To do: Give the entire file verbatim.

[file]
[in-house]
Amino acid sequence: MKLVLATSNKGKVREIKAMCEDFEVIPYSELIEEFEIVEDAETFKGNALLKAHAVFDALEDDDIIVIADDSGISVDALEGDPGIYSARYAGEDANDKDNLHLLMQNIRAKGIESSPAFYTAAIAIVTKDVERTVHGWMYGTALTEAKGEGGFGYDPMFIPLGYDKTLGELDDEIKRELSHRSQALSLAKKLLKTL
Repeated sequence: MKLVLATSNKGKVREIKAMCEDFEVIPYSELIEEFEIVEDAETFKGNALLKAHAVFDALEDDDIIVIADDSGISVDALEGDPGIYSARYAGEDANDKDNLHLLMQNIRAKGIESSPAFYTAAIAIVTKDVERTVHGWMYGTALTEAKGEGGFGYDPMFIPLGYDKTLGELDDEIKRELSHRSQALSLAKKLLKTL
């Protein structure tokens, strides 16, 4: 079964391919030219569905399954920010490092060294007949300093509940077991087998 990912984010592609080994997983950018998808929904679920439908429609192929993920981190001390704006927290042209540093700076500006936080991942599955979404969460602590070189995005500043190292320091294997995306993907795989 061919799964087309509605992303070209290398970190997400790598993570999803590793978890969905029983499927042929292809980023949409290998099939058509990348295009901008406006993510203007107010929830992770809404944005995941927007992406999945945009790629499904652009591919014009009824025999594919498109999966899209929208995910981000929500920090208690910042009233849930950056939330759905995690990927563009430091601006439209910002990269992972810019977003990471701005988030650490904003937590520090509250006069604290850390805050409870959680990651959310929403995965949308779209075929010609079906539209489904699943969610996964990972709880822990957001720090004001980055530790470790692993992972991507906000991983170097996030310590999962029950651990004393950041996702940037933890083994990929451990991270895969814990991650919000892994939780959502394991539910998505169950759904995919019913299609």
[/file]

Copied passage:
[in-house]
Amino acid sequence: MKLVLATSNKGKVREIKAMCEDFEVIPYSELIEEFEIVEDAETFKGNALLKAHAVFDALEDDDIIVIADDSGISVDALEGDPGIYSARYAGEDANDKDNLHLLMQNIRAKGIESSPAFYTAAIAIVTKDVERTVHGWMYGTALTEAKGEGGFGYDPMFIPLGYDKTLGELDDEIKRELSHRSQALSLAKKLLKTL
Repeated sequence: MKLVLATSNKGKVREIKAMCEDFEVIPYSELIEEFEIVEDAETFKGNALLKAHAVFDALEDDDIIVIADDSGISVDALEGDPGIYSARYAGEDANDKDNLHLLMQNIRAKGIESSPAFYTAAIAIVTKDVERTVHGWMYGTALTEAKGEGGFGYDPMFIPLGYDKTLGELDDEIKRELSHRSQALSLAKKLLKTL
């Protein structure tokens, strides 16, 4: 079964391919030219569905399954920010490092060294007949300093509940077991087998 990912984010592609080994997983950018998808929904679920439908429609192929993920981190001390704006927290042209540093700076500006936080991942599955979404969460602590070189995005500043190292320091294997995306993907795989 061919799964087309509605992303070209290398970190997400790598993570999803590793978890969905029983499927042929292809980023949409290998099939058509990348295009901008406006993510203007107010929830992770809404944005995941927007992406999945945009790629499904652009591919014009009824025999594919498109999966899209929208995910981000929500920090208690910042009233849930950056939330759905995690990927563009430091601006439209910002990269992972810019977003990471701005988030650490904003937590520090509250006069604290850390805050409870959680990651959310929403995965949308779209075929010609079906539209489904699943969610996964990972709880822990957001720090004001980055530790470790692993992972991507906000991983170097996030310590999962029950651990004393950041996702940037933890083994990929451990991270895969814990991650919000892994939780959502394991539910998505169950759904995919019913299609």